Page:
One morning, in early 2011, my friend Ray took a few friends and me up to a place about an hour north of Tucson called Biosphere 2. Ray was working or volunteering there in some capacity and suggested that we follow him around. We drove up Oracle Road, which turns into Route 77, which I mention because you know that when a road turns into a route that you are leaving something. Strip malls and sprawl thinned out into empty desert. We made a few turns and rumbled over some cattle guards and that’s when I saw it, like a young boy’s crayon drawing of a space station rising majestically out of the dust.
“We’re here,” Ray said, as though that wasn’t already clear.
At the time, all I understood about Biosphere 2 was that it was a scientific research facility filled with re-creations of real-world environments: jungle, desert, ocean, et cetera. That, and that a group of scientists voluntarily locked themselves in there for two years during the early 1990s, where they strived, studied, bickered, lost a lot of weight, and eventually became the butt of a cultural joke. I admired them already. Read More
Aldo Leopold on a trip to the Rio Gavilan, ca. 1936. Photo: U.S. Forest Service
On the first day of April 1944, Aldo Leopold sat down at his desk to craft a confession. Leopold’s reputation was already growing across the country—a champion of modern wildlife management and the father of the Gila Wilderness, he was known as a good man and great teacher—but this would be something new and strange from a figure many would come to revere as the patron saint of American conservation. Leopold had recently received a letter, one in a long series of correspondence with his friend, Hans Albert Hochbaum, critiquing the essays Leopold was slowly producing for a book. Hochbaum mentioned the wolf, an animal that remained conspicuously absent from Leopold’s drafts: “I think you’ll have to admit you’ve got at least a drop of its blood on your hands.”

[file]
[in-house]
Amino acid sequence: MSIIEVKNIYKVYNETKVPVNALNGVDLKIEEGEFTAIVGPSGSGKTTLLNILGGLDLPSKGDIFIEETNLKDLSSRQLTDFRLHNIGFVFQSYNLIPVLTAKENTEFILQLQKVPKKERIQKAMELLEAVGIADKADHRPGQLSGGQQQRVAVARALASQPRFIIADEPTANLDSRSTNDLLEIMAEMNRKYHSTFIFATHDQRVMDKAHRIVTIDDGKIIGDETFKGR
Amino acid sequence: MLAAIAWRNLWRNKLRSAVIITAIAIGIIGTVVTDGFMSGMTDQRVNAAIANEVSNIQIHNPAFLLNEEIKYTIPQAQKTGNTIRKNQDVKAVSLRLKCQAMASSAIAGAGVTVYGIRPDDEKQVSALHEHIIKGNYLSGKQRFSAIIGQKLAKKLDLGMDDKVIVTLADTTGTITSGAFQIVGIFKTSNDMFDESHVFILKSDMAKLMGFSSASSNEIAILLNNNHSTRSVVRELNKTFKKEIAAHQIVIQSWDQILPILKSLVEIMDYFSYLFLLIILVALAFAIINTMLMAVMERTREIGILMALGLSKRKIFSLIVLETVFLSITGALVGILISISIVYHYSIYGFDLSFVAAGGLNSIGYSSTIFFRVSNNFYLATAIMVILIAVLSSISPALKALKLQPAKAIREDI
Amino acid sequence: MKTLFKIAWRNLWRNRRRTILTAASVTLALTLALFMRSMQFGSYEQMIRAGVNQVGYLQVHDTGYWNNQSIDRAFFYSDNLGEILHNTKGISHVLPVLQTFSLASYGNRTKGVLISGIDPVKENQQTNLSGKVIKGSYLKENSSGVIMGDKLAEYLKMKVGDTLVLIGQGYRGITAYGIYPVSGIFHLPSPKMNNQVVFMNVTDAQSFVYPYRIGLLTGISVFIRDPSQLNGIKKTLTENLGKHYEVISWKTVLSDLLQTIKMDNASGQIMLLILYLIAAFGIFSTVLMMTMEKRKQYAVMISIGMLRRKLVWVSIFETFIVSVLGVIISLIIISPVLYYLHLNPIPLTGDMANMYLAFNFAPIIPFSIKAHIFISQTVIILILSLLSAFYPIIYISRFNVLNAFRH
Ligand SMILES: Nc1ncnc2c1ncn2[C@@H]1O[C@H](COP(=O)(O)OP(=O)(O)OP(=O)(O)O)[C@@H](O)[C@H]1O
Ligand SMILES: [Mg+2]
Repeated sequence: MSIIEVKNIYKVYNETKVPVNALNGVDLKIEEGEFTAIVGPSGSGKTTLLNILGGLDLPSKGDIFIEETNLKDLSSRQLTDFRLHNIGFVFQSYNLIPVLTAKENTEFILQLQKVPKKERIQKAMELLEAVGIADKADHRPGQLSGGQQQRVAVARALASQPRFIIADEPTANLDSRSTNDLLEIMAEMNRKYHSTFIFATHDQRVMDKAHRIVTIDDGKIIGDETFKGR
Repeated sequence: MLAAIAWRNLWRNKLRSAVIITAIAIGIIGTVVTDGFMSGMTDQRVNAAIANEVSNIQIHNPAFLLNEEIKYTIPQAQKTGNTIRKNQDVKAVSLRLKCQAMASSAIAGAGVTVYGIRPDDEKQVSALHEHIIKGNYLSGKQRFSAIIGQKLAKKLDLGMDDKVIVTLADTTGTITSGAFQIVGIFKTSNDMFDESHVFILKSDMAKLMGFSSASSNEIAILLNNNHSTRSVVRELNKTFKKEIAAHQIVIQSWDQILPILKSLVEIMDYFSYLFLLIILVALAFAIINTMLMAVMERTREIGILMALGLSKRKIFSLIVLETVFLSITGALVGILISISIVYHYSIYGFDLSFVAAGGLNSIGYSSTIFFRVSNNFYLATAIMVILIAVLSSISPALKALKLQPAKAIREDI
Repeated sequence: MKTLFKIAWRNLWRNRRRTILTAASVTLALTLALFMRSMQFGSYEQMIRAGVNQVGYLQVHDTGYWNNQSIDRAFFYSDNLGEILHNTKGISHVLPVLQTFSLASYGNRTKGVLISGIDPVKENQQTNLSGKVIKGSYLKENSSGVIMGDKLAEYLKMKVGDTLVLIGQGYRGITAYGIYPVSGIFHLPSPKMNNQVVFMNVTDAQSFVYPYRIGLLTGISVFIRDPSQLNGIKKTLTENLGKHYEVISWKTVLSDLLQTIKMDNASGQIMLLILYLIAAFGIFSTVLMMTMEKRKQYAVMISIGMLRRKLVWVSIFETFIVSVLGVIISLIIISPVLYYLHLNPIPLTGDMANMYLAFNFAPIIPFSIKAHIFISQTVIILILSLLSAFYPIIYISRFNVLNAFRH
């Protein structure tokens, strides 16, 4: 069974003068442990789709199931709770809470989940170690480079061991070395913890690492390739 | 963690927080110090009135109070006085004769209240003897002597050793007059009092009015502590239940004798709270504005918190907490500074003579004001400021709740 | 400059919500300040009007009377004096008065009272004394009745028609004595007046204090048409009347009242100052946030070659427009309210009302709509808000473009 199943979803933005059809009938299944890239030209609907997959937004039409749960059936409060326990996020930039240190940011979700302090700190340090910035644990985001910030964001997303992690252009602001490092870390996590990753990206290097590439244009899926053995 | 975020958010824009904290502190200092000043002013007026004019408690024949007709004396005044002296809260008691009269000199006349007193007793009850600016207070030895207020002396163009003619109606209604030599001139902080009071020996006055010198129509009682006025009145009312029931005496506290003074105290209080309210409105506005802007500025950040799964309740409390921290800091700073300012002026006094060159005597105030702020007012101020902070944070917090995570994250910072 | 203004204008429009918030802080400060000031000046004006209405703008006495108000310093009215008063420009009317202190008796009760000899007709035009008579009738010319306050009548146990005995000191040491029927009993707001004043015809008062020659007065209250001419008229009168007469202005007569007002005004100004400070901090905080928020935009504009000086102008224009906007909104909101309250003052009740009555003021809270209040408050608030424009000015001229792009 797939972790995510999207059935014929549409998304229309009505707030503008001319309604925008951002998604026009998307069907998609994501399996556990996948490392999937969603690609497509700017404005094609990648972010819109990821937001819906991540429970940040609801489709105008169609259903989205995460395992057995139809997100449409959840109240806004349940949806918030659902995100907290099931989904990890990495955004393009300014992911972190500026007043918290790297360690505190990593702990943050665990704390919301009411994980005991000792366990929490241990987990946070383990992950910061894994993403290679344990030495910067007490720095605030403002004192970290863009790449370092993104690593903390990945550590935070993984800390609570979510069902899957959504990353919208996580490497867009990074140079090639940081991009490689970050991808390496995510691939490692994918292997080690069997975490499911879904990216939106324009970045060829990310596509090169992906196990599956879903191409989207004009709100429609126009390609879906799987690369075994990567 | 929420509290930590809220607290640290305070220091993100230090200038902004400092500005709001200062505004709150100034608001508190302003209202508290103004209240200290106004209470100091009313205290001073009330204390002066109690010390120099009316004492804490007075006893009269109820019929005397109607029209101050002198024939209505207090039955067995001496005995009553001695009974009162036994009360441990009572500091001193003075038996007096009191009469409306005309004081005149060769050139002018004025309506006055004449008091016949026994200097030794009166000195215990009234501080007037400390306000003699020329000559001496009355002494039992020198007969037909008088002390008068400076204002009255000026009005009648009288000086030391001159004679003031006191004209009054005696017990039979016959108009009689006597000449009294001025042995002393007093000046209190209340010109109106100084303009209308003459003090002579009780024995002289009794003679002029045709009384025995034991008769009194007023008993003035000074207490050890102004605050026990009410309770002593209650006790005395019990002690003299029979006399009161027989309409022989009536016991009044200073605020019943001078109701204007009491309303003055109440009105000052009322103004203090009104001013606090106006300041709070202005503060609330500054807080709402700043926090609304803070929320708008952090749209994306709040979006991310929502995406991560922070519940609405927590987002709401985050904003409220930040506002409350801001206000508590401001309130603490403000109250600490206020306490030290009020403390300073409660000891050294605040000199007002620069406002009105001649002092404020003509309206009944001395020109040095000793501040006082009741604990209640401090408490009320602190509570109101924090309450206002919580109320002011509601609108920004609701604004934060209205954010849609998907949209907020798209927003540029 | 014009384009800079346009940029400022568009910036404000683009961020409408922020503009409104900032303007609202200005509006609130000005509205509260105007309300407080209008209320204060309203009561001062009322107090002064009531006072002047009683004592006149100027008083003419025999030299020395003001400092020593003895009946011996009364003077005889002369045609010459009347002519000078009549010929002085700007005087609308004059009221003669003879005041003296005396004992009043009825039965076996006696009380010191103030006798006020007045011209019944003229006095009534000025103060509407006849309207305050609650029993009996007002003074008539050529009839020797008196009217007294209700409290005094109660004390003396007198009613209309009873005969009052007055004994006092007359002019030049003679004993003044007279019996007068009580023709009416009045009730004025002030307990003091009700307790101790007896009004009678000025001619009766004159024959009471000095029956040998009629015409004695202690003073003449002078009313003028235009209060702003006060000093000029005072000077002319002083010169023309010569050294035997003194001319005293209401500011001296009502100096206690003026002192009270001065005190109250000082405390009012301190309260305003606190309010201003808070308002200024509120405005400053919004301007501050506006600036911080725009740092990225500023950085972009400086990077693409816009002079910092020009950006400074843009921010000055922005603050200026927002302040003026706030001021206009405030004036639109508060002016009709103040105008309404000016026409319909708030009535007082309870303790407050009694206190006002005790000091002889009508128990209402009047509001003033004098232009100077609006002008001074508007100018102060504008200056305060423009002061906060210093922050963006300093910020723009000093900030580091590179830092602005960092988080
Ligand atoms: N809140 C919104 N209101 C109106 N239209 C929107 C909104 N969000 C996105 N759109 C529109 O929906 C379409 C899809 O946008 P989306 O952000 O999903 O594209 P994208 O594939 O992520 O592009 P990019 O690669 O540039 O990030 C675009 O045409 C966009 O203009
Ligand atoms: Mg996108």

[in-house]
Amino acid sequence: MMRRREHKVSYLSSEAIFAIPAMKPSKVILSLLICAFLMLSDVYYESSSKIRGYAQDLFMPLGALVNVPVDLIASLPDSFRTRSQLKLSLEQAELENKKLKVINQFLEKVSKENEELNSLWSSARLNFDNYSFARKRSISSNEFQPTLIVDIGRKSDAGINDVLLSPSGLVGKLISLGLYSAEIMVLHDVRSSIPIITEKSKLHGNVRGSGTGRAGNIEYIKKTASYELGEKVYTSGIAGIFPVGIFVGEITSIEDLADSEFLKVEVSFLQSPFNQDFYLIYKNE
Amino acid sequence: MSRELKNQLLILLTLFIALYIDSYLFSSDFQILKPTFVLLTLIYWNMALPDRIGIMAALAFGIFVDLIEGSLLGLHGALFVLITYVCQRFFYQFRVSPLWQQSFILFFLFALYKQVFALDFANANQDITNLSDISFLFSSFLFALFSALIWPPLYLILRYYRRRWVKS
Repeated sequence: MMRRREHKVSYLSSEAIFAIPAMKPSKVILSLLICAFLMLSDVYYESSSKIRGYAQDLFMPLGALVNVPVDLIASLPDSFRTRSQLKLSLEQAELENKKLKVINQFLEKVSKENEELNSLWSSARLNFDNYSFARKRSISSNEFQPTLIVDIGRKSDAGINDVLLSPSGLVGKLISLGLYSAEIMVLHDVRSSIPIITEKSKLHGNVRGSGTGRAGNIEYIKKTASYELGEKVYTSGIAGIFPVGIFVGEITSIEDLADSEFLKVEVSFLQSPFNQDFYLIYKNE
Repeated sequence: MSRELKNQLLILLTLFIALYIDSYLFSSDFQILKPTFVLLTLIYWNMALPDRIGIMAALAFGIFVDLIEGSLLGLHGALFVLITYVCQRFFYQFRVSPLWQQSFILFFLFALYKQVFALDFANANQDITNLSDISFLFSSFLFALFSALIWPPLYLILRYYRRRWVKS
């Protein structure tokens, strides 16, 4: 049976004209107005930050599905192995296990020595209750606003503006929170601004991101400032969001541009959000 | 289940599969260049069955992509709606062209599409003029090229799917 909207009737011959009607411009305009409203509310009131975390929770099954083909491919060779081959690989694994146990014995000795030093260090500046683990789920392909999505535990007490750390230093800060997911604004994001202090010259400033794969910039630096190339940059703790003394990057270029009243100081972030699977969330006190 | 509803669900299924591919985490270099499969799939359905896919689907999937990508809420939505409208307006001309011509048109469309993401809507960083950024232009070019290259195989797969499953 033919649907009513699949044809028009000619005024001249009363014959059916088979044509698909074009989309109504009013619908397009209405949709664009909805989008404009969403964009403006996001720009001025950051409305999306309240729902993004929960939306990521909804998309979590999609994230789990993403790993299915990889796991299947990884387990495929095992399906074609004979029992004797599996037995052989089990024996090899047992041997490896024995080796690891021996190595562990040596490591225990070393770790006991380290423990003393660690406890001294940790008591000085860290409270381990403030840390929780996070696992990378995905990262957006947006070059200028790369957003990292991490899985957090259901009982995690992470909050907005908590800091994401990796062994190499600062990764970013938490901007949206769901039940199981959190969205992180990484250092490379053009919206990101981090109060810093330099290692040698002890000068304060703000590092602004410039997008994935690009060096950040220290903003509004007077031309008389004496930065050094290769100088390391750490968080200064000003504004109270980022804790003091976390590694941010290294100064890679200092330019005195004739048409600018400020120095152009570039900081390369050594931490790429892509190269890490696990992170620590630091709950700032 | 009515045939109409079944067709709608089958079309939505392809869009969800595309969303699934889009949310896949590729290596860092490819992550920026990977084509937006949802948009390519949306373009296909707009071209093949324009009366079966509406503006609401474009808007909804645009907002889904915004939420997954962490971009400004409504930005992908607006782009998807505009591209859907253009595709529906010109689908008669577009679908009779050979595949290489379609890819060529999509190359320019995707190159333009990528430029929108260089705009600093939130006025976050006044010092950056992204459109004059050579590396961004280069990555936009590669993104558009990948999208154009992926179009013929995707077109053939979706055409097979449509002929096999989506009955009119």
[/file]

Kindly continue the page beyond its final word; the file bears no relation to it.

Hochbaum was talking generally, but the comment reminded Leopold of an incident that dated back to 1909, when he was just twenty-two. Read More
If you live on a peak in fire-prone country, as I do every summer in the Black Range of New Mexico’s Gila National Forest, the big one will eventually come for you. This knowledge does not cushion the fact that if you’re a lookout evacuated by helicopter you can’t help but feel a failure. The point of the job is early detection: the sooner a smoke is spotted, the more options you give firefighters to contain it. When you’re airlifted by the whirlybird, the options have dwindled to none but run.
I realize self-quotation is a dishonorable habit, but it sounds a little smug to say I saw it coming and leave it at that. The fact is, a lot of people saw it coming. All you had to do was read the story written plainly on the faces of the mountains. Read More
There’s a moment when thunderclouds smother the sunset and the chile ristras begin to sway, when bits of smoldering earth intertwine with invisible rain, and you’re tangled in tumbleweed magic. Everything is burnt orange and cactus green, clay-tinged and warm. There’s mystery disguised as menace, comfort in spite of storm, and the sky gives off a phantom light that makes the concrete seem cinematic. This is the desert Southwest, my homeland, also known as Breaking Bad country.